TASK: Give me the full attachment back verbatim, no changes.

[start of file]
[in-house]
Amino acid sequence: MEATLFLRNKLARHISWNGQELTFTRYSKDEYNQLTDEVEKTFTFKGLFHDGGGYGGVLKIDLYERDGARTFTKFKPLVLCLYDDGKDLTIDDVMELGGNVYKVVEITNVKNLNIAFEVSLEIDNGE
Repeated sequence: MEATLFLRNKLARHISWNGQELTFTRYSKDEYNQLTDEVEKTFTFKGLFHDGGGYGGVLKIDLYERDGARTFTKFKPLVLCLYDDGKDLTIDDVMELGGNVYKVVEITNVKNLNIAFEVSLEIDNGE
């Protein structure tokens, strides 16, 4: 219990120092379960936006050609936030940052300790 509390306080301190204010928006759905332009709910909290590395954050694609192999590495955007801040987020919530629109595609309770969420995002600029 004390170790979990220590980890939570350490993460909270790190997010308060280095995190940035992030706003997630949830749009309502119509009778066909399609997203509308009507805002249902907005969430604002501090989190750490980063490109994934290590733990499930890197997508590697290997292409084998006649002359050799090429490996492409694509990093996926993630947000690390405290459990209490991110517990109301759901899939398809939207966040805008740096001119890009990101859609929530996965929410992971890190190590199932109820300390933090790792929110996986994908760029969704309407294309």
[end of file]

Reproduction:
[in-house]
Amino acid sequence: MEATLFLRNKLARHISWNGQELTFTRYSKDEYNQLTDEVEKTFTFKGLFHDGGGYGGVLKIDLYERDGARTFTKFKPLVLCLYDDGKDLTIDDVMELGGNVYKVVEITNVKNLNIAFEVSLEIDNGE
Repeated sequence: MEATLFLRNKLARHISWNGQELTFTRYSKDEYNQLTDEVEKTFTFKGLFHDGGGYGGVLKIDLYERDGARTFTKFKPLVLCLYDDGKDLTIDDVMELGGNVYKVVEITNVKNLNIAFEVSLEIDNGE
């Protein structure tokens, strides 16, 4: 219990120092379960936006050609936030940052300790 509390306080301190204010928006759905332009709910909290590395954050694609192999590495955007801040987020919530629109595609309770969420995002600029 004390170790979990220590980890939570350490993460909270790190997010308060280095995190940035992030706003997630949830749009309502119509009778066909399609997203509308009507805002249902907005969430604002501090989190750490980063490109994934290590733990499930890197997508590697290997292409084998006649002359050799090429490996492409694509990093996926993630947000690390405290459990209490991110517990109301759901899939398809939207966040805008740096001119890009990101859609929530996965929410992971890190190590199932109820300390933090790792929110996986994908760029969704309407294309």